Research Papers: Materials and Fabrication

Development of Creep–Fatigue Evaluation Method for 316FR Stainless Steel

[+] Author and Article Information
Yuji Nagae

Japan Atomic Energy Agency,
4002 Narita,
O-arai, Ibaraki 311-1393, Japan
e-mail: nagae.yuji@jaea.go.jp

Shigeru Takaya, Tai Asayama

Japan Atomic Energy Agency,
4002 Narita,
O-arai, Ibaraki 311-1393, Japan

1Corresponding author.

Contributed by the Pressure Vessel and Piping Division of ASME for publication in the JOURNAL OF PRESSURE VESSEL TECHNOLOGY. Manuscript received June 27, 2014; final manuscript received August 25, 2014; published online February 20, 2015. Assoc. Editor: Marina Ruggles-Wrenn.

J. Pressure Vessel Technol 137(4), 041407 (Aug 01, 2015) (5 pages) Paper No: PVT-14-1096; doi: 10.1115/1.4028497 History: Received June 27, 2014; Revised August 25, 2014; Online February 20, 2015

In the design of fast reactor plants, the most important failure mode to be prevented is creep–fatigue damage at elevated temperatures. 316FR stainless steel is a candidate material for the reactor vessel and internal structures of such plants. The development of a procedure for evaluating creep–fatigue life is essential. The method for evaluating creep–fatigue life implemented in the Japan Society of Mechanical Engineers code is based on the time fraction rule for evaluating creep damage. Equations such as the fatigue curve, dynamic stress–strain curve, creep rupture curve, and creep strain curve are necessary for calculating creep–fatigue life. These equations are provided in this paper and the predicted creep–fatigue life for 316FR stainless steel is compared with experimental data. For the evaluation of creep–fatigue life, the longest time to failure is about 100,000 h. The creep–fatigue life is predicted to an accuracy that is within a factor of 2 even in the case with the longest time to failure. Furthermore, the proposed method is compared with the ductility exhaustion method to investigate whether the proposed method gives conservative predictions. Finally, a procedure based on the time fraction rule for the evaluation of creep–fatigue life is proposed for 316FR stainless steel.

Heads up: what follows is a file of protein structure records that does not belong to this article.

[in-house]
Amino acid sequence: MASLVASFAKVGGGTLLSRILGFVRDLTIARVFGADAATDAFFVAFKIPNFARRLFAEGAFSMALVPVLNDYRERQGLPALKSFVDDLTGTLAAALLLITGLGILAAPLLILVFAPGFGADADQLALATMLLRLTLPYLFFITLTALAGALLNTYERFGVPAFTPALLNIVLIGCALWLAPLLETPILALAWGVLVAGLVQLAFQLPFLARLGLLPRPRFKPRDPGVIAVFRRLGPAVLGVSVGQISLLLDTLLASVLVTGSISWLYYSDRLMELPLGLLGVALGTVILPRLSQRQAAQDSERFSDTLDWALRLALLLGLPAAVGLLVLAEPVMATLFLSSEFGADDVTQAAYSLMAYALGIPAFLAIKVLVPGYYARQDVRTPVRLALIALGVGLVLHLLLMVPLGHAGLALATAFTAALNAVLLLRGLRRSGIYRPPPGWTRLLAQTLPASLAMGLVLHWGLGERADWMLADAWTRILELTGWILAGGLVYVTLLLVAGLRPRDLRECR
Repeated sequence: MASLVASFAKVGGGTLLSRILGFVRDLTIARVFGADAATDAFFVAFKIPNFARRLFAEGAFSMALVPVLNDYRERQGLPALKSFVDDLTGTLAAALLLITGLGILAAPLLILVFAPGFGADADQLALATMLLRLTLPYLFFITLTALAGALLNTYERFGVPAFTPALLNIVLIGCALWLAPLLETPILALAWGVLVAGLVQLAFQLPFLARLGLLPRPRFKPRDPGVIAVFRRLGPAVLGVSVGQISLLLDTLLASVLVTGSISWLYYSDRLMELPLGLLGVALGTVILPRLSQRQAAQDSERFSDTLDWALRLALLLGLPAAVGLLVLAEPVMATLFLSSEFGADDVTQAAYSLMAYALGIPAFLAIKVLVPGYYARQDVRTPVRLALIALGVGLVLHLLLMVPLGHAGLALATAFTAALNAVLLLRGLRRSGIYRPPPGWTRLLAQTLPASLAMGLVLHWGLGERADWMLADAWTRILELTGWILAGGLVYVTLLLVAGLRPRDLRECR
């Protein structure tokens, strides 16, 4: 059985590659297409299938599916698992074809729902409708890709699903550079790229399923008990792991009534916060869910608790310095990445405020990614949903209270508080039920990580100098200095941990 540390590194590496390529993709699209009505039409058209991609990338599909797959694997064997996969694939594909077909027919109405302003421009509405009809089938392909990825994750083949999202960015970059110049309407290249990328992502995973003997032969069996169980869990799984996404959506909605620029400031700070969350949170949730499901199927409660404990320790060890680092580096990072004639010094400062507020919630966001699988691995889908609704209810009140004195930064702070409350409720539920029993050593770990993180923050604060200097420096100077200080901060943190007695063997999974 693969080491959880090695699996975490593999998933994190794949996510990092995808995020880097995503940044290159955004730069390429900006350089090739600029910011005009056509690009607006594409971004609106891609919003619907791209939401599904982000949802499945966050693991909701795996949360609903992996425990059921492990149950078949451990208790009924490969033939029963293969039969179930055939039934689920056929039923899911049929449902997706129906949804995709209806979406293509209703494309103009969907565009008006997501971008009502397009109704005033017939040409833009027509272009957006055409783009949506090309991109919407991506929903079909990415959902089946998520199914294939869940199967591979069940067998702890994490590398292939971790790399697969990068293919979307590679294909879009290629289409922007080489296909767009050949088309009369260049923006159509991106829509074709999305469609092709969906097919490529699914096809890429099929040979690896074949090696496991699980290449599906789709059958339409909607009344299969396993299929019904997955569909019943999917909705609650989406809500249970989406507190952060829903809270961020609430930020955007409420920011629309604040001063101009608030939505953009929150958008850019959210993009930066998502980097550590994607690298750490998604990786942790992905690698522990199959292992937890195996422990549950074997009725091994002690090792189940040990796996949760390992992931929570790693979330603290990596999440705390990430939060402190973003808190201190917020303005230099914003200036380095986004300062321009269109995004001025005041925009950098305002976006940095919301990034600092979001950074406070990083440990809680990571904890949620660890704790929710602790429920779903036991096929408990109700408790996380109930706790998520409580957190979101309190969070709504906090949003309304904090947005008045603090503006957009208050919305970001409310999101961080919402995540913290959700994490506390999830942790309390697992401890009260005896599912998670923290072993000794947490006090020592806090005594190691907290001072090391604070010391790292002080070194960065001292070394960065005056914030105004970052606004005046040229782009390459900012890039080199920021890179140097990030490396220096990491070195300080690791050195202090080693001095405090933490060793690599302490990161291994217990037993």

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Fig. 1

Fatigue curve at 823 K

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Fig. 2

Creep rupture curves

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Fig. 3

Change in peak stress with increasing number of cycles

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Fig. 4

Effect of time per cycle on stress range at 823 K

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Fig. 5

Cyclic stress–strain curves at 823 K

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Fig. 6

Comparison of predicted life with observed life

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Fig. 7

Accumulated damages at failure

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Fig. 8

Predictability of creep–fatigue life in long-term region

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Fig. 9

Example of stress relaxation curve in low strain range

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Fig. 10

Comparison of predicted life by ductility exhaustion approach and time fraction rule



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